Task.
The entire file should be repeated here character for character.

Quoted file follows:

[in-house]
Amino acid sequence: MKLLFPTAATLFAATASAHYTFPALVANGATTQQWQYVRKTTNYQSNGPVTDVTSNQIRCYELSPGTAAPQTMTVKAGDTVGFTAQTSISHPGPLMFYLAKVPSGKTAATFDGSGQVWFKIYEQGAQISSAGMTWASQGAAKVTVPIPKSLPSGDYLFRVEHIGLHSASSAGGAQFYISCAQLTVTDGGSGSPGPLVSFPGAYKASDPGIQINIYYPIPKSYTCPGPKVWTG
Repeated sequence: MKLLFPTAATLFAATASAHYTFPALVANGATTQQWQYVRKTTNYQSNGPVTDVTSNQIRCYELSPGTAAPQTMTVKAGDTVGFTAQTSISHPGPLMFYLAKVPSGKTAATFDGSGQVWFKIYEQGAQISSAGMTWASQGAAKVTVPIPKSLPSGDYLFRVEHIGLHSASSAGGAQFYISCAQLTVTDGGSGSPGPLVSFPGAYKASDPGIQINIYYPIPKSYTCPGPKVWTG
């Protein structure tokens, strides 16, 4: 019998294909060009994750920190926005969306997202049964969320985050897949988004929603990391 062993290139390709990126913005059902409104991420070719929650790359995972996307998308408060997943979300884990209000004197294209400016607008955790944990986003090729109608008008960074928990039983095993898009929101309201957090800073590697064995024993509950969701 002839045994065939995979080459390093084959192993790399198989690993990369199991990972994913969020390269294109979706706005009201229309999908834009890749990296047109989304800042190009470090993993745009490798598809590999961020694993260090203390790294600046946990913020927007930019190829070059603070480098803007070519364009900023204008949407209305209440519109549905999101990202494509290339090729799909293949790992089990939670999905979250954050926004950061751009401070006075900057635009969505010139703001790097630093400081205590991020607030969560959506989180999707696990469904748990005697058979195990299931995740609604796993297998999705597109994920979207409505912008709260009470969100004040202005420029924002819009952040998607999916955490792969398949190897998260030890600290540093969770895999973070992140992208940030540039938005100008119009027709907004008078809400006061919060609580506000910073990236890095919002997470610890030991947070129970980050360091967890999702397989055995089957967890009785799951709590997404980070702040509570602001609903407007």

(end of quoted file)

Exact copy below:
[in-house]
Amino acid sequence: MKLLFPTAATLFAATASAHYTFPALVANGATTQQWQYVRKTTNYQSNGPVTDVTSNQIRCYELSPGTAAPQTMTVKAGDTVGFTAQTSISHPGPLMFYLAKVPSGKTAATFDGSGQVWFKIYEQGAQISSAGMTWASQGAAKVTVPIPKSLPSGDYLFRVEHIGLHSASSAGGAQFYISCAQLTVTDGGSGSPGPLVSFPGAYKASDPGIQINIYYPIPKSYTCPGPKVWTG
Repeated sequence: MKLLFPTAATLFAATASAHYTFPALVANGATTQQWQYVRKTTNYQSNGPVTDVTSNQIRCYELSPGTAAPQTMTVKAGDTVGFTAQTSISHPGPLMFYLAKVPSGKTAATFDGSGQVWFKIYEQGAQISSAGMTWASQGAAKVTVPIPKSLPSGDYLFRVEHIGLHSASSAGGAQFYISCAQLTVTDGGSGSPGPLVSFPGAYKASDPGIQINIYYPIPKSYTCPGPKVWTG
């Protein structure tokens, strides 16, 4: 019998294909060009994750920190926005969306997202049964969320985050897949988004929603990391 062993290139390709990126913005059902409104991420070719929650790359995972996307998308408060997943979300884990209000004197294209400016607008955790944990986003090729109608008008960074928990039983095993898009929101309201957090800073590697064995024993509950969701 002839045994065939995979080459390093084959192993790399198989690993990369199991990972994913969020390269294109979706706005009201229309999908834009890749990296047109989304800042190009470090993993745009490798598809590999961020694993260090203390790294600046946990913020927007930019190829070059603070480098803007070519364009900023204008949407209305209440519109549905999101990202494509290339090729799909293949790992089990939670999905979250954050926004950061751009401070006075900057635009969505010139703001790097630093400081205590991020607030969560959506989180999707696990469904748990005697058979195990299931995740609604796993297998999705597109994920979207409505912008709260009470969100004040202005420029924002819009952040998607999916955490792969398949190897998260030890600290540093969770895999973070992140992208940030540039938005100008119009027709907004008078809400006061919060609580506000910073990236890095919002997470610890030991947070129970980050360091967890999702397989055995089957967890009785799951709590997404980070702040509570602001609903407007």